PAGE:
UGANDAN HEALTH MINISTRY SUPPORTS PHARMACEUTICAL INDUSTRY IN SEEKING COMPETITION

By Francis Kagolo

KAMPALA, Nov 20 — Uganda’s Health Ministry has come out in support of the quest by the local pharmaceutical industry to be protected from foreign competition to enhance citizens’ access to drugs.

“Medicines like Panadol and Septrine can be made and bought cheaply in Uganda but we continue buying them from abroad. It is a shame,” Dr. Asuman Lukwago, the ministry’s Permanent Secretary, said here Wednesday.

“Local pharmaceutical companies can be given affirmative action in terms of resources and assured market to boost local capacity. Procuring from home is cheaper; it can improve availability of medicines.”

He was responding to drug manufacturers who requested the government to adopt a protectionist policy in the pharmaceutical sector.

“We (local producers) have a lot of capacity but the country is not utilising it. We have a lot of capacity for most generic drugs. Why do we keep importing them?” said Ramesh Babu, the director of ABACUS, one of the local producers of health supplies.

“Unless you give us protection, we shall continue wasting money procuring drugs from abroad,” he added, arguing that continued importation deters investment in the sector.

“Drugs are the same, whether they are manufactured from China, India or East Africa,” Babu said during the pharmaceutical sector conference at the Speke Resort Munyonyo here Monday.

Protectionism is the economic policy of restraining trade between states through methods such as tariffs on imported goods, restrictive quotas, and a variety of other government regulations designed to allow fair competition between imports and goods and services produced domestically.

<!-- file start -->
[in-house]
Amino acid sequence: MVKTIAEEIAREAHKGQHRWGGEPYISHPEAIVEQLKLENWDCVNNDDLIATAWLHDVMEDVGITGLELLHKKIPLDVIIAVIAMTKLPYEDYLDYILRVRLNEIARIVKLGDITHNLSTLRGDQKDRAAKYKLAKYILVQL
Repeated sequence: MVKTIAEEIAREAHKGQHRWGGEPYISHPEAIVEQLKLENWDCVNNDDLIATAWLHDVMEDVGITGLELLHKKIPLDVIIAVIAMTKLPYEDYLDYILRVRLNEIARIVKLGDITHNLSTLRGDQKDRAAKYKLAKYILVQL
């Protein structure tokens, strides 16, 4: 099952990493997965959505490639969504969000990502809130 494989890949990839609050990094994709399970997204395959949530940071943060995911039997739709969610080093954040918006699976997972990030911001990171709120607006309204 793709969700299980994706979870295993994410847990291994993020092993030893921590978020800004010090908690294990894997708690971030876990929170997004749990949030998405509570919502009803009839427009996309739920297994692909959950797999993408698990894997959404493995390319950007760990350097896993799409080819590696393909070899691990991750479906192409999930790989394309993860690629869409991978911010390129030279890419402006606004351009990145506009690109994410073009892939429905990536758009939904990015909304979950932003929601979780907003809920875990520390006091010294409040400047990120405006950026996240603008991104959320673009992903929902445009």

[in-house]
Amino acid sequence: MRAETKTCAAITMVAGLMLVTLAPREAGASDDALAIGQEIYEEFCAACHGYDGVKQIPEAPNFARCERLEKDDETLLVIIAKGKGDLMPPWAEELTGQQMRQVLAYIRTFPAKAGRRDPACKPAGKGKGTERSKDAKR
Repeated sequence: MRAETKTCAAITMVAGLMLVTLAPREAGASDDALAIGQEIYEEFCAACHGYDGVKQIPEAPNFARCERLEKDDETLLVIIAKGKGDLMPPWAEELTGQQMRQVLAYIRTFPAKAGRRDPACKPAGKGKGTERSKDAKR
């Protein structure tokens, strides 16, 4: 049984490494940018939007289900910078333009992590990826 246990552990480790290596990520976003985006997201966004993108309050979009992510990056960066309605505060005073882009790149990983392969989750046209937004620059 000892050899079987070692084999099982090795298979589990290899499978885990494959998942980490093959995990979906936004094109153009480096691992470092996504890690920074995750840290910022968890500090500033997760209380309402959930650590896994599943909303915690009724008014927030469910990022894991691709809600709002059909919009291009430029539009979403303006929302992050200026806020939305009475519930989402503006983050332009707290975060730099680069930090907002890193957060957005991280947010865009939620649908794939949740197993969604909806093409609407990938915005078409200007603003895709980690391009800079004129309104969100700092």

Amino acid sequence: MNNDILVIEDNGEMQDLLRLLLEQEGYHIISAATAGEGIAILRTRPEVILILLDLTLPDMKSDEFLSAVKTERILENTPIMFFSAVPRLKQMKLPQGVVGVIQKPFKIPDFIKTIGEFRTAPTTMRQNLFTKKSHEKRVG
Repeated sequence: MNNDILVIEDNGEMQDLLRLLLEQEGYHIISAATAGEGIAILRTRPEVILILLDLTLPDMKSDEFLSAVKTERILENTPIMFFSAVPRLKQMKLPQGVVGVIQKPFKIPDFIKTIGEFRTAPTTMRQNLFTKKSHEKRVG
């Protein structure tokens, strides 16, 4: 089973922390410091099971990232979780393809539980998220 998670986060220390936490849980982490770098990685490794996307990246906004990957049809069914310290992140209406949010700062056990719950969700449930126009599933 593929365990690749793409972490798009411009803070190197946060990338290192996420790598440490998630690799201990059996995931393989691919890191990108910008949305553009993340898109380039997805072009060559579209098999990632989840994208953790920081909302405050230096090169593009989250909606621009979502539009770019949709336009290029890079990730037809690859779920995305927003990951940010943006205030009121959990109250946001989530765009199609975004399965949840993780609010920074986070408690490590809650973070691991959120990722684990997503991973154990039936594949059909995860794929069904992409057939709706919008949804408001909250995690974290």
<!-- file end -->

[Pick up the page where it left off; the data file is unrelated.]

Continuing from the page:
Dr. Elioda Tumwesigye, the State Minister for Health, explained that the government encouraged supplies from the local market, especially for drugs like anti-retroviral (ARV) drugs and items like hospital mattresses and cotton wool.

He, however, observed that international regulations and trade agreements ought to be considered before adopting the protectionism policy.

Uganda’s pharmaceutical and medical products sector has witnessed steady growth trends since the 1990s. There are currently over 20 manufacturers producing medicinal products and supplies such as tablets, hard gelatin capsules, injectables, liquid mixtures and surgical gauze among others.

A 2010 report from the United Nations Industrial Development Organization (Unido) showed that the country still imports more than 90 per cent of its essential medicines and health supplies, mainly from India and China.

At the conference, the United States Agency for Internatinal Development (USAID) announced a 30 million US dollar donation for a new five-year project aimed at strengthening capacity in the pharmaceutical sector to boost availability of medicines from the current 86 per cent.

The minister urged implementers of the project to exercise efficiency, equity, transparency and accountability for it to achieve the intended goal.

SOURCE: NEW VISION

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